Making a good sequel is not easy. That’s especially true when the original is a big hit, and if a good chunk of the supporting cast isn’t returning for the new film. Part two needs to deliver something that resembles what was popular the first time, and, ideally speaking, could also be accessible to a new audience without necessitating a viewing of the first film. The latter isn’t often achieved, though that’s also understandable for franchise-building, ensuring that even new fans will have to go back and catch up in order to truly appreciate it. But Glass Onion: A Knives Out Mystery does the opposite, reinventing the wheel by bringing back just one character and boldly not making him the center of attention.
Four friends – politician Claire Debella (Kathryn Hahn), influencer Birdie Jay, scientist Lionel Toussaint (Leslie Odom Jr.) and YouTuber Duke Cody (Dave Bautista) – receive complex packages from their eccentric tech billionaire friend Miles Bron (Edward Norton), revealing an invitation to a murder mystery weekend getaway on a Greek island. When they arrive, they are surprised to find two unexpected guests: Cassandra Brand (Janelle Monáe), Miles’ former partner, and famed detective Benoit Blanc (Daniel Craig), whose unexplained receipt of an invitation suggests to him that this is no game and one of Miles’ guests is really trying to kill him. Far from the public and any law enforcement entities, Blanc sets out to solve the case and figure out which person in the lavish and excessive palace Miles has built for himself wants him dead.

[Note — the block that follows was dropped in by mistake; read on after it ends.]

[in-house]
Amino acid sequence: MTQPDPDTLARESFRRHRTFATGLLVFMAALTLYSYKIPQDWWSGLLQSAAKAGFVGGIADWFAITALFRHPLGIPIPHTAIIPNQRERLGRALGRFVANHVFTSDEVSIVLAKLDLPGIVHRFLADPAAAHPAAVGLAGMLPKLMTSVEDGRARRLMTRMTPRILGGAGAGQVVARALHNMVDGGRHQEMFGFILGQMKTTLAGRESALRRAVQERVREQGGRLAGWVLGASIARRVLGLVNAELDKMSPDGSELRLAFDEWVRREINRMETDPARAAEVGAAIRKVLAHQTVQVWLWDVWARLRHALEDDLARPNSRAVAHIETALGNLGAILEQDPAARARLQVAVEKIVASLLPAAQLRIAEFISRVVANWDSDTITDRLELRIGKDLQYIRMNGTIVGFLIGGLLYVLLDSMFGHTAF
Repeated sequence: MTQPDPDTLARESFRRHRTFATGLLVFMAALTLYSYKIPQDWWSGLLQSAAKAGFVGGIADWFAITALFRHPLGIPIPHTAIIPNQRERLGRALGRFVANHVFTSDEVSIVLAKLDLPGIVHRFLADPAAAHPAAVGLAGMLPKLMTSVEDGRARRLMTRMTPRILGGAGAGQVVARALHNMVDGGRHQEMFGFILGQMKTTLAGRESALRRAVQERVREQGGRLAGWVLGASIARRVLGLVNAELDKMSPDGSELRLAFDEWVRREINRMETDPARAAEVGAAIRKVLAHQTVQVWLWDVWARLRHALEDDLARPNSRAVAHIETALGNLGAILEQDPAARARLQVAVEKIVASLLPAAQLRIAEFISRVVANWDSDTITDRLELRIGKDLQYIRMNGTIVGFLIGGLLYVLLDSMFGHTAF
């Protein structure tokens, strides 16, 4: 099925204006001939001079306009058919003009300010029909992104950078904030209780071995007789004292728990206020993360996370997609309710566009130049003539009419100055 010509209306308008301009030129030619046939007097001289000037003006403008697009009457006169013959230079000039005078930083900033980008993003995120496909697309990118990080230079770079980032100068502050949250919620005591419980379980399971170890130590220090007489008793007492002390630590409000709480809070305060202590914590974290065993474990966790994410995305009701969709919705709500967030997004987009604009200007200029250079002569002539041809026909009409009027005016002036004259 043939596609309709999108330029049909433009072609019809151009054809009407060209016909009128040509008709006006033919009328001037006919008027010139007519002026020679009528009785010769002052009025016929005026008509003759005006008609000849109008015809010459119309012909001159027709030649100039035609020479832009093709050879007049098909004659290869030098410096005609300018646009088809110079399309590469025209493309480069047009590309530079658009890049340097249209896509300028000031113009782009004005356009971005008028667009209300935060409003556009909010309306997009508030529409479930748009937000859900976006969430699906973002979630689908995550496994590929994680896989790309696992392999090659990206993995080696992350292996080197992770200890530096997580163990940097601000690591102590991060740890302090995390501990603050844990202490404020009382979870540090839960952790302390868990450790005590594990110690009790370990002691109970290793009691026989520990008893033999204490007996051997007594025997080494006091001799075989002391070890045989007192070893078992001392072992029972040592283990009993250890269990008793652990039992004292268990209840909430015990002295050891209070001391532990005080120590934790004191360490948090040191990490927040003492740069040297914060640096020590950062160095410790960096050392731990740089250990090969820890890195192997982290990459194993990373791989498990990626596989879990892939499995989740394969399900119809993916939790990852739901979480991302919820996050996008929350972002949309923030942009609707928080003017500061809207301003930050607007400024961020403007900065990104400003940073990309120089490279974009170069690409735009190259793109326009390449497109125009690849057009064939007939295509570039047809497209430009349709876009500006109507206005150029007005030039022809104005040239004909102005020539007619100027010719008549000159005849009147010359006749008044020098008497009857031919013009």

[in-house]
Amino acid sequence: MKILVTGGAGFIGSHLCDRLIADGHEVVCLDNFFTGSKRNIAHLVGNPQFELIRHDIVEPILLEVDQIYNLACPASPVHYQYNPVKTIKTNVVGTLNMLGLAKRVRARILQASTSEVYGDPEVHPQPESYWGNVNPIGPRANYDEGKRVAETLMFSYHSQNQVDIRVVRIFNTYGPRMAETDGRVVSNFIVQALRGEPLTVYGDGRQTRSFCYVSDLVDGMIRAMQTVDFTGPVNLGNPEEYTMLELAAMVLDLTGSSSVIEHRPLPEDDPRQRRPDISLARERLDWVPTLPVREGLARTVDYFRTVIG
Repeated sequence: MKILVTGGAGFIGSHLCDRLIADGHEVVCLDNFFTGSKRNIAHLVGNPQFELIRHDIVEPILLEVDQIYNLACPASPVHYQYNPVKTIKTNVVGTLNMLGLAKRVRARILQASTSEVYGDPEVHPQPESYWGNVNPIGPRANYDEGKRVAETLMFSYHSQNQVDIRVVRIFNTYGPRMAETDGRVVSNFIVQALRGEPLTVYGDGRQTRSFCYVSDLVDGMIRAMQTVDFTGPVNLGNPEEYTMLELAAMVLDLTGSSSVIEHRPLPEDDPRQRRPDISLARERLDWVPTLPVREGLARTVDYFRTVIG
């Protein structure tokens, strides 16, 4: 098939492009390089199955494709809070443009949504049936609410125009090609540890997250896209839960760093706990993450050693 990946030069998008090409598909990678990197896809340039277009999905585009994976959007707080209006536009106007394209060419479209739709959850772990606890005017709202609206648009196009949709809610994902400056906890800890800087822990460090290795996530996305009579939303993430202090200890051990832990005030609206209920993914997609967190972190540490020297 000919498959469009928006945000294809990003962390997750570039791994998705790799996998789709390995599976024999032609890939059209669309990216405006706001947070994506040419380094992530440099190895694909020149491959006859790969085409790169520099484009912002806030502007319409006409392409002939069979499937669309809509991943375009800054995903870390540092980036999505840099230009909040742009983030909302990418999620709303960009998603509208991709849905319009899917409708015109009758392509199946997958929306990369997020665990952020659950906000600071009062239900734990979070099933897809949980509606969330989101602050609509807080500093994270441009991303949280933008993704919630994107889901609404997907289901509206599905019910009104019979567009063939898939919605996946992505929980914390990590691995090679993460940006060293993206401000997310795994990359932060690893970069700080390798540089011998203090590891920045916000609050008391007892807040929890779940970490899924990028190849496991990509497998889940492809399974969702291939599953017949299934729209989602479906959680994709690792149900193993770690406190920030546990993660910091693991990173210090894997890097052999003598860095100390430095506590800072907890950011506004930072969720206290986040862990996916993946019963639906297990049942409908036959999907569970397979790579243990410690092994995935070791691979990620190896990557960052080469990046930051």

Craig is the only returning member of the ensemble, and this film wisely starts out by introducing all the new characters first, waiting to bring Blanc in once substantial intrigue has been established. The detective with the indiscernible accent also knows his limits, telling one client that he is not Batman, and all he can do is put together a theory based on clues and share it with the police so that they can take it from there. He also detests simple games and riddles, preferring elaborate, drawn-out investigations with many twists and turns because that’s what keeps him energized.
This case is certainly great, and while some of its developments, none of which should be spoiled for full enjoyment, are hardly earth-shattering, it’s the construction that makes it absolutely riveting. Glass Onion runs two hours and nineteen minutes and never lets up for a second, including only revenant content and still finding time for plenty of humor. Writer-director Rian Johnson knows what he’s doing, and this second chapter of this Knives Out universe suggests there is plentiful content out there for the future. Most significantly, this film requires zero knowledge of the first, making a few quick references to Blanc’s reputation for anyone who doesn’t know him. It’s a rare and brave choice that ensures that anyone who stops reading past the colon in the title can still be fully satisfied.
While Ana de Armas was considered a co-lead with Craig in the first film, this one takes longer to establish the prominence of any other character. And yet Blanc isn’t even really the lead, making this a true ensemble. Each member of the cast, including Madelyn Cline and Jessica Henwick as additional guests of the weekend, contribute to the success of this film. The dialogue is witty and often quite hilarious, and the delivery by everyone in the ensemble only enhances it. This is exactly what a sequel should be, replicating what worked so well the first time but not merely doing it over again, using it instead to create something new and thoroughly satisfying.
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Following its world premiere at the Toronto International Film Festival, Glass Onion: A Knives Out Mystery will debut on Netflix on December 23rd.